A Taste of the Peak District

Accommodation, activities and attractions of the Peak District of the UK

 

Site map >> Home >> Towns >> Hartington

Arranged round the village green, Hartington is a traditional Derbyshire market town. One of the cold war nuclear fall out bunkers of the cold war can be found in a field nearby. A great place for the visitor to stay.

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How to get here - Transpennine Express, Virgin and Midland Mainline trains, National Express coaches.

Hartington - a Peak District village with oodles of character, nestling in the rolling Derbyshire countryside. Home to the Hartington Stilton cheese factory and one of Derbyshire's finest ales.

Hartington village lies close to the River Dove and is delightfully built around the market place with its duck pond. It is an excellent centre for walking and mountain biking as an extensive network of paths and bridleways radiate from it. Hartington also offers easy access to Beresford Dale which can be followed southwards, through Wolfscote Dale and Milldale to reach the top end of Dovedale.

Although the days of the market have long since passed, Hartington retains a variety of industry. Here you will find the cheese factory (one of the few in the country that is licensed to produce Stilton cheese) with its customary visitor centre and shop, two pubs, a pottery, tea rooms and a microbrewery. One of the pubs is also a hotel, named after Isaac Walton’s friend (and collaborator on writing the ‘Compleat Angler’ in the 1650s) Charles Cotton.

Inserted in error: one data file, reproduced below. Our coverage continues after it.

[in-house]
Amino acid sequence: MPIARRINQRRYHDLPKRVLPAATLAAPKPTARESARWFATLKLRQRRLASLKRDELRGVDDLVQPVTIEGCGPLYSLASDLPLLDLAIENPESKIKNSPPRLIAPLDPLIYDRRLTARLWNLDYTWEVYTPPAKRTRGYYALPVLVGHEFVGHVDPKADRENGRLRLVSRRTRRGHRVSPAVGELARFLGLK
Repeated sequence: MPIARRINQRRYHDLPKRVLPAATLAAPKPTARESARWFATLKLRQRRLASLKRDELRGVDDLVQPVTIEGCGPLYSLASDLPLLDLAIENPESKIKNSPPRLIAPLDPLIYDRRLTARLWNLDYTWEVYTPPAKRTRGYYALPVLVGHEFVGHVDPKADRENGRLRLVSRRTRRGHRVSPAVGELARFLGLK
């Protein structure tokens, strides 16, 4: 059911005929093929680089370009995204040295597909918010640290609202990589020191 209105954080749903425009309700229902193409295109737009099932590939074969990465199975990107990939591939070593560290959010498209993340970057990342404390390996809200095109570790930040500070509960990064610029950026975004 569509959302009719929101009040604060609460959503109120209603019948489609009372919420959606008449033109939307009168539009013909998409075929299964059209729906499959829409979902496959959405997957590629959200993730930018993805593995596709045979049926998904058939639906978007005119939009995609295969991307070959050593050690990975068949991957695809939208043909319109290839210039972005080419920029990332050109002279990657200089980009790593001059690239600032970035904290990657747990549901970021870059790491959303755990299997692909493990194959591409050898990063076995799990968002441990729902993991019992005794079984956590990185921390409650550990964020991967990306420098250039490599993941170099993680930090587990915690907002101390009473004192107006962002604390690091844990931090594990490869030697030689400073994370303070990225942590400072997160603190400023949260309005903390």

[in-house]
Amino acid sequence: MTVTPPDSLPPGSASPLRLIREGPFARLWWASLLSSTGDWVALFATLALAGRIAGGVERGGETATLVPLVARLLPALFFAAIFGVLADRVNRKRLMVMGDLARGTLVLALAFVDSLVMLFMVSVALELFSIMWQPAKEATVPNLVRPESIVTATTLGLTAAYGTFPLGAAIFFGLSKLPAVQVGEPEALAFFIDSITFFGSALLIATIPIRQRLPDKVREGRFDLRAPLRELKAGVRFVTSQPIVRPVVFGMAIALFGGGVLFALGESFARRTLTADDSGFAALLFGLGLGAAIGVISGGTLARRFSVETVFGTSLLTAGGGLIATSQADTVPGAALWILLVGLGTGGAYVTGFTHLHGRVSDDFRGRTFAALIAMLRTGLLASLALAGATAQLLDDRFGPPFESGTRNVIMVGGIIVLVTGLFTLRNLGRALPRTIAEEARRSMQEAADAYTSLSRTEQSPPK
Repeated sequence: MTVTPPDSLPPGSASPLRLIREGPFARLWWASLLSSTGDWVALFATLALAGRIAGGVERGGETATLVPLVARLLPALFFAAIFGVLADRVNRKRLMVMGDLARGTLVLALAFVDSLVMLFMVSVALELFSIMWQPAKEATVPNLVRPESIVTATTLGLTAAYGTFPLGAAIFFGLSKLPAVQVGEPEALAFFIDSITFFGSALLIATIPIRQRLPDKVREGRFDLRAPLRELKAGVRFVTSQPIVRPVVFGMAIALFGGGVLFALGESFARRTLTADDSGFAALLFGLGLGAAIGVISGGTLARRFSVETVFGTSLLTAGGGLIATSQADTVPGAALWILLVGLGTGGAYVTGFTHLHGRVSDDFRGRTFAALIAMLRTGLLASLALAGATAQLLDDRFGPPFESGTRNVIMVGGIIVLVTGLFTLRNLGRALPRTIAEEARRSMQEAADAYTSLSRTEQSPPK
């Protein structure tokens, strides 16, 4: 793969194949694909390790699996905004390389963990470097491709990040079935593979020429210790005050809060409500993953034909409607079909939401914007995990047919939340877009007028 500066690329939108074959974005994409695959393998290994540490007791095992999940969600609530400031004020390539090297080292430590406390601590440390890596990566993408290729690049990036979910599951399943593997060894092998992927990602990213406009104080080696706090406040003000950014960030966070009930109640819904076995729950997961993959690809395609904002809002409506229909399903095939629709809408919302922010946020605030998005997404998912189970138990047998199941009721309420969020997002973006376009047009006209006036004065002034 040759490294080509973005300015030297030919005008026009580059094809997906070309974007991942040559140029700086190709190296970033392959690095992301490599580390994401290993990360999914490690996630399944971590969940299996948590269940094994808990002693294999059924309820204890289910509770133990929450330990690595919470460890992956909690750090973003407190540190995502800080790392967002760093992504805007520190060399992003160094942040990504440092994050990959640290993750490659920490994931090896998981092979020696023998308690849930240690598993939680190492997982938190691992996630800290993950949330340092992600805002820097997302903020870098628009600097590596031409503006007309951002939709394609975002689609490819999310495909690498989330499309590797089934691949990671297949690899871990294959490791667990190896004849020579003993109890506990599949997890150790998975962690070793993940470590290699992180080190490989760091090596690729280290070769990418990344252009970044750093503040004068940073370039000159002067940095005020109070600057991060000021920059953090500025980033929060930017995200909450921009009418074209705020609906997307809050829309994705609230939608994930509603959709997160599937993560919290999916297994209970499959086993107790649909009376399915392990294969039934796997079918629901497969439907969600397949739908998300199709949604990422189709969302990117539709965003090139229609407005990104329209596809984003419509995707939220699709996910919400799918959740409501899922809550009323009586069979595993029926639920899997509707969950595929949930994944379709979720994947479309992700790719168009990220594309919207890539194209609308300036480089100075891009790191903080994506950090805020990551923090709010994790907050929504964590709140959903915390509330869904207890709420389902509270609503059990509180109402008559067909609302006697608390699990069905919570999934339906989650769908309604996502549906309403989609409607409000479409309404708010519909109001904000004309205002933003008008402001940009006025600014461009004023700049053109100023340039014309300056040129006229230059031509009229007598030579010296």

Hartington received its charter as a market town around 800 years ago, but it is a long time since markets were held here regularly. The town hall dates from the 1830s and the cottages fringing the market place date from the 18th and 19th centuries.

Charles Cotton lived in Beresford Hall and was generally too busy fishing and writing than earning money so he had to sell the hall. The hall is now just a ruin but his Fishing Temple still exists, on private land on the right bank of the river Dove.

In 1645, Bonnie Prince Charlie made his ill-fated march on London. It is said that he stayed in Hartington Hall, now the Youth Hostel, although you will find claims from many Derbyshire villages that he stayed there!

Hartington is actually one of the largest parishes in the country - the parish church is situated in a prominent hilltop position and dates from the 13th century.

Click here for B&B, self catering and hotel accommodation in or near to Hartington

 

 

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Copyright - Chevinside Publications 2002 - 2006. If you use any material from this site please credit it accordingly and link to our site. This page was last updated on Friday, June 15, 2007. The information on this Peak District web site is given in good faith and is for information only, we cannot be held responsible for how the information is subsequently used. You should satisfy yourself of the correctness before visiting or contacting these Peak District attractions or businesses.